Title IX requires universities to address and investigate sexual assault, stalking, and harassment allegations involving their students. Learn what this may mean for your rights as a student.
#1. Affirmative Consent is Needed
One of the key components of Title IX is that affirmative consent must be given before any sexual activity occurs. However, consent rules differ from school to school and can be difficult to understand and follow properly. For example, most policies state that consent cannot be obtained from a person “unable” to content. But, these policies never clearly state what “unable” means. This can be particularly complicated in university environments where alcohol is consumed frequently.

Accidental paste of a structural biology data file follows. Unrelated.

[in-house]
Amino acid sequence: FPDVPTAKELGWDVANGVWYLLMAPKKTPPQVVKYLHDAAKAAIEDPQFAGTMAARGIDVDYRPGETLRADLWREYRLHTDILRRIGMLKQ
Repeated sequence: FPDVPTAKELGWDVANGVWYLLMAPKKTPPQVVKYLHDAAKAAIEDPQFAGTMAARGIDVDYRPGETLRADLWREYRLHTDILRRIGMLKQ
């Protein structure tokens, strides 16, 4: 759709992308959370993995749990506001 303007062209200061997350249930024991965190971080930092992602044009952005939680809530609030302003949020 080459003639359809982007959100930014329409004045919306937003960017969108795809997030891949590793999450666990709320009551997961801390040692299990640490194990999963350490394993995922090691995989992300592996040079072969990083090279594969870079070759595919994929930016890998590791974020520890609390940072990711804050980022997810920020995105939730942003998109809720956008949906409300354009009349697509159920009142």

#2. Students May Face Unjust Consequences
False allegations have ruined lives. This is particularly true in Title IX cases because, most of the time, the accused individual is a student who does not understand how to defend their rights properly. Many students go through the process without seasoned legal representation and can face serious consequences as a result, including suspension, expulsion, and more.
#3. Title IX May Change
It’s important to keep in mind that, as with many laws, Title IX can change. In fact, Education Secretary Betsy DeVos proposed new changes to Title IX that will bolster the rights of students who have been accused of assault, harassment, or rape on college campuses. The new changes will narrow the definition of sexual harassment and will only hold schools accountable for formal complaints that have been filed with the proper authorities.
If you’re facing a charge under Title IX, you must act fast. Contacting one of our experienced defense attorneys is the first step to protecting your future. Our team has served the greater Minnesota area for decades, and we’re who you want in your corner in this situation.
Contact Caplan & Tamburino Law Firm, P.A. at (612) 444-5020 to schedule a free case review.